HOMELESS CAMP SPRINGS RESCUE MISSION
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Homeless people have increasingly sought out the newest shelter in Colorado Springs. Photo by Mark Reis, The Gazette

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The Springs Rescue Mission's burgeoning campus is growing amid a rise in homelessness that has routinely strained its shelter and seen homeless camps spring up across the city.

The Colorado Springs nonprofit purchased the adjacent Mountain States Pipe & Supply building and its 3-acre lot from JNC Enterprises, said Terry Anderson, the nonprofit's chief operating officer.

The move expands Springs Rescue Mission's footprint to about 12 acres, including all the land west of its location to the Pikes Peak Greenway Trail and Sierra Madre Street. The $1.2 million deal also included Mountain States' 19,000-square-foot warehouse.

"The purpose ... was to create opportunity for future expansion," Anderson said, adding that "it really is a longer-term strategy."

Some possible uses could include additional shelter space, he said, or perhaps an expansion of its social enterprises. Those initiatives generate jobs for people receiving help at the nonprofit's campus, such as through Mission Catering.

But no decisions are imminent, Anderson said.

First, the nonprofit must complete two massive projects already planned for the campus.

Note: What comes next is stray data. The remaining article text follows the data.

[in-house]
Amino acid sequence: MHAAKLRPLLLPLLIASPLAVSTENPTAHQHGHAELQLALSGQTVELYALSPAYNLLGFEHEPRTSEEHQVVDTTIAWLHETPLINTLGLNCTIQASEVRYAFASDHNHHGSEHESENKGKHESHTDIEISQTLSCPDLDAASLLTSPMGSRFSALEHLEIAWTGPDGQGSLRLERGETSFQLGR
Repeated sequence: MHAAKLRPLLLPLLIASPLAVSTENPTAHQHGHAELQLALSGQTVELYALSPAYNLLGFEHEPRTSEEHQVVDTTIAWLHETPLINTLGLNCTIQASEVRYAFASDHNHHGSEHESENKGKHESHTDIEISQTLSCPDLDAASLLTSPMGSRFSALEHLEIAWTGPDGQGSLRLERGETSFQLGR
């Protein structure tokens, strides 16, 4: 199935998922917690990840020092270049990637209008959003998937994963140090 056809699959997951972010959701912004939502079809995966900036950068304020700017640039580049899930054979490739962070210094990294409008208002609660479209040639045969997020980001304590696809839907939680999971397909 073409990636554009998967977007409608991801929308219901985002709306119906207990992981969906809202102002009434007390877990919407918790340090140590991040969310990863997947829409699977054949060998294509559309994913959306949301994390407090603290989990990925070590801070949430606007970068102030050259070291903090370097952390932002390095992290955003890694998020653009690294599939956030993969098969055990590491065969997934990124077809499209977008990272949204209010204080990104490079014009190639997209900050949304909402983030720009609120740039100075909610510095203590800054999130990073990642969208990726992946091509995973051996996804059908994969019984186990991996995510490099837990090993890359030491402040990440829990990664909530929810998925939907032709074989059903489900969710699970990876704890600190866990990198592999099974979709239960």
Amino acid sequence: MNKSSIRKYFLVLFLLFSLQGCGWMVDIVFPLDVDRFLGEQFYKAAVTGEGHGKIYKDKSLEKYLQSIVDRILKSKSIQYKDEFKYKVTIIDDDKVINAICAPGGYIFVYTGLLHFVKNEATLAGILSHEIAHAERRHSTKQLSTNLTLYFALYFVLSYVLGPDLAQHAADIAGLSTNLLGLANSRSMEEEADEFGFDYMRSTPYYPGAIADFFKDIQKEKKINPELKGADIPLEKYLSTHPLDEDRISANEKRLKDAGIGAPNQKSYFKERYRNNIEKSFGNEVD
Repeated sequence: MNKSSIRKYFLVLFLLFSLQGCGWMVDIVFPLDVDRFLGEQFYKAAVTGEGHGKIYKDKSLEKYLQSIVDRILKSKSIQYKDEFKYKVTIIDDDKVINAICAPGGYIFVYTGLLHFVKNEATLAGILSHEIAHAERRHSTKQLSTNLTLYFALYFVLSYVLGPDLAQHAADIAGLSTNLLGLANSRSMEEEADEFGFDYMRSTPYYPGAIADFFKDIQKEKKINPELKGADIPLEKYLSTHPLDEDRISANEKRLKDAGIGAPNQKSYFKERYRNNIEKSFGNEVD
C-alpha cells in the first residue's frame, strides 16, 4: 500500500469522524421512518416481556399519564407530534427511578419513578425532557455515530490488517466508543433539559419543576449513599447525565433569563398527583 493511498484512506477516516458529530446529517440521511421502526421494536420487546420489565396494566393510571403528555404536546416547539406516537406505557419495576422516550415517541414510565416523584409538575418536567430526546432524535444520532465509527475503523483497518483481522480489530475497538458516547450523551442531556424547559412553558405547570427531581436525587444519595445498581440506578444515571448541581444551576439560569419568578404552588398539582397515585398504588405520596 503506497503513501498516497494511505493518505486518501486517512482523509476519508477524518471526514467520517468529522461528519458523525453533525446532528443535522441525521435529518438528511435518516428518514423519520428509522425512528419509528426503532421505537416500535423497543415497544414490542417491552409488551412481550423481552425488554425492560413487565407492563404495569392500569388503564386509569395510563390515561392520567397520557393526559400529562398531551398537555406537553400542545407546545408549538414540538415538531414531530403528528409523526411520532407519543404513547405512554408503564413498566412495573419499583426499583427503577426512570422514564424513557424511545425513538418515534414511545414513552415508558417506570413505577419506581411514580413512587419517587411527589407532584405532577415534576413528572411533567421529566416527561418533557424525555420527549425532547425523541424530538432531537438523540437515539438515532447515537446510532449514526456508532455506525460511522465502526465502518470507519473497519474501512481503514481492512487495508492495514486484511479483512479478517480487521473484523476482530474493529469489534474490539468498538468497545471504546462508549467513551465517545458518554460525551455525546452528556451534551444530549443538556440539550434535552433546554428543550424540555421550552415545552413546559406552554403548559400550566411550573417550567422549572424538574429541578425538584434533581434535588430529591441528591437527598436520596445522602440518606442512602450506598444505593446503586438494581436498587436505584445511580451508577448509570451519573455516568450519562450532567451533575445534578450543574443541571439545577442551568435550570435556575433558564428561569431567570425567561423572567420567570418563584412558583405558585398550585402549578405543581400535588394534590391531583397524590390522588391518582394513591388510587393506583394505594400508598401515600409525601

Construction of a kitchen, 200-person dining hall and a welcome center is on hold while the nonprofit works to raise an extra $2.5 million to $3 million.

The projects are "desperately" needed for the nonprofit to adequately serve the city's rising homeless population, Anderson said.

Its current dining hall only has room for 60 people, forcing the nonprofit to serve meals in shifts. The completed campus also will have a single entry, making it safer, Anderson said.

"We went from sheltering 60 to 300, but we have not changed our dining footprint, and we have not changed the way we assess and in-process people on the campus," Anderson said. "We're actually suffering right now in a half-completed expansion."

The nonprofit also plans to break ground in late January or early February on a 65-unit apartment complex called Greenway Flats, which will cater to people currently experiencing homelessness.

That $14 million project is separate from the dining hall and welcome center projects, in that it's financed primarily through low-income tax credits, not private donations.

The apartments are being created with the help of Nor'wood Development Group, and Anderson expects the first tenants to move in by Dec. 31.

The Springs Rescue Mission had an informal agreement with the owners to purchase the Mountain States building and surrounding land within the next five years, said Paul Carroll, Mountain States' CEO.

But he asked last year to hasten the deal amid concerns about rising homeless activity in the area.

Increasingly, people have slept on the property, and Carroll and his employees often found needles and human waste. Theft also occurred "from time to time."

Despite those challenges, Carroll praised the Springs Rescue Mission's work.

"The staff are incredible, their goals are amazing, their success is amazing - they're great people," Carroll said. "What they're trying to accomplish - trying to give people a second chance, a third chance or a fourth chance - that's great. People need a chance in life."

The deal was completed in November between the nonprofit and JNC Enterprises.

Mountain States will remain at the location through at least November on a one-year lease with the Springs Rescue Mission, Carroll said.

Mountain States will then move to near Powers Boulevard and Galley Road, he said.

Public safety net reporter